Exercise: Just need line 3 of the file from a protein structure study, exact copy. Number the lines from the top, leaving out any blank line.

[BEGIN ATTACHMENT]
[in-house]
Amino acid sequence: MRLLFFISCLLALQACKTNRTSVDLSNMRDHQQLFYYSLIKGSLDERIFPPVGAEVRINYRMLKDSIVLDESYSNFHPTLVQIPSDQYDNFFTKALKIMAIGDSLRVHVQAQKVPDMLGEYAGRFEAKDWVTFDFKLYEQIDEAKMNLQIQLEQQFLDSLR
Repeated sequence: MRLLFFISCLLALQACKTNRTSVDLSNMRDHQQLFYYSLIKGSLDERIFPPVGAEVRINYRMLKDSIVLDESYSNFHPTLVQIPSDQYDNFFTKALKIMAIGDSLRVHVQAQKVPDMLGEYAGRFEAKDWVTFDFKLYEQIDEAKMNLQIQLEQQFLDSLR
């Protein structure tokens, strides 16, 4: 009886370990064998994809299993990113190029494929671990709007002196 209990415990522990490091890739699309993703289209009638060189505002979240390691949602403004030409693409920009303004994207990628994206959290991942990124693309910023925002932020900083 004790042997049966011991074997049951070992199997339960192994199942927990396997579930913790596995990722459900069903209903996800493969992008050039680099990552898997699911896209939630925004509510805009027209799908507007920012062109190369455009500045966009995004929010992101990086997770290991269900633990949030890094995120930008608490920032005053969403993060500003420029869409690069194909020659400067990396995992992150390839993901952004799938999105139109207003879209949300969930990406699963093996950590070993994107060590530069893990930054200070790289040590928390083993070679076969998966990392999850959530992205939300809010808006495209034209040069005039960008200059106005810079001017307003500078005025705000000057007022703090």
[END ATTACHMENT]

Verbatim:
Repeated sequence: MRLLFFISCLLALQACKTNRTSVDLSNMRDHQQLFYYSLIKGSLDERIFPPVGAEVRINYRMLKDSIVLDESYSNFHPTLVQIPSDQYDNFFTKALKIMAIGDSLRVHVQAQKVPDMLGEYAGRFEAKDWVTFDFKLYEQIDEAKMNLQIQLEQQFLDSLR